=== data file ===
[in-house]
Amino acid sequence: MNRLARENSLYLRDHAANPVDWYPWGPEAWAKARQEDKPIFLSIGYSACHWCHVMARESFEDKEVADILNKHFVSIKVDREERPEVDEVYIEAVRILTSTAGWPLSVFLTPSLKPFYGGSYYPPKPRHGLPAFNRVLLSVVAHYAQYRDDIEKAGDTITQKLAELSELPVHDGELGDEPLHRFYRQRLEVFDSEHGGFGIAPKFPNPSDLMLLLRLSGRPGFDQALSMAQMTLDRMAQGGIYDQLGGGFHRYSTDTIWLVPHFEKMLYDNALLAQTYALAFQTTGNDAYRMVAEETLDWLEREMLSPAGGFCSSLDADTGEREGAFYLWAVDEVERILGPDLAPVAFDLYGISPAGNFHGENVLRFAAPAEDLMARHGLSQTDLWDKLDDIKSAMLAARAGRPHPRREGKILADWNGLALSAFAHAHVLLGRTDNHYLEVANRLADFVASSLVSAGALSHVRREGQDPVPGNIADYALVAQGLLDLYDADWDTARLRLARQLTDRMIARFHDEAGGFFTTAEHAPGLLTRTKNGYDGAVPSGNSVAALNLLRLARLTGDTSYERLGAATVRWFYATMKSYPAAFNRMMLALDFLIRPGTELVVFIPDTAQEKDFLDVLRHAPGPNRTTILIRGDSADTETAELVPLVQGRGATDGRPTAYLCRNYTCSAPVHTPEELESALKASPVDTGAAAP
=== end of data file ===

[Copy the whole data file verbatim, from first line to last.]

[in-house]
Amino acid sequence: MNRLARENSLYLRDHAANPVDWYPWGPEAWAKARQEDKPIFLSIGYSACHWCHVMARESFEDKEVADILNKHFVSIKVDREERPEVDEVYIEAVRILTSTAGWPLSVFLTPSLKPFYGGSYYPPKPRHGLPAFNRVLLSVVAHYAQYRDDIEKAGDTITQKLAELSELPVHDGELGDEPLHRFYRQRLEVFDSEHGGFGIAPKFPNPSDLMLLLRLSGRPGFDQALSMAQMTLDRMAQGGIYDQLGGGFHRYSTDTIWLVPHFEKMLYDNALLAQTYALAFQTTGNDAYRMVAEETLDWLEREMLSPAGGFCSSLDADTGEREGAFYLWAVDEVERILGPDLAPVAFDLYGISPAGNFHGENVLRFAAPAEDLMARHGLSQTDLWDKLDDIKSAMLAARAGRPHPRREGKILADWNGLALSAFAHAHVLLGRTDNHYLEVANRLADFVASSLVSAGALSHVRREGQDPVPGNIADYALVAQGLLDLYDADWDTARLRLARQLTDRMIARFHDEAGGFFTTAEHAPGLLTRTKNGYDGAVPSGNSVAALNLLRLARLTGDTSYERLGAATVRWFYATMKSYPAAFNRMMLALDFLIRPGTELVVFIPDTAQEKDFLDVLRHAPGPNRTTILIRGDSADTETAELVPLVQGRGATDGRPTAYLCRNYTCSAPVHTPEELESALKASPVDTGAAAP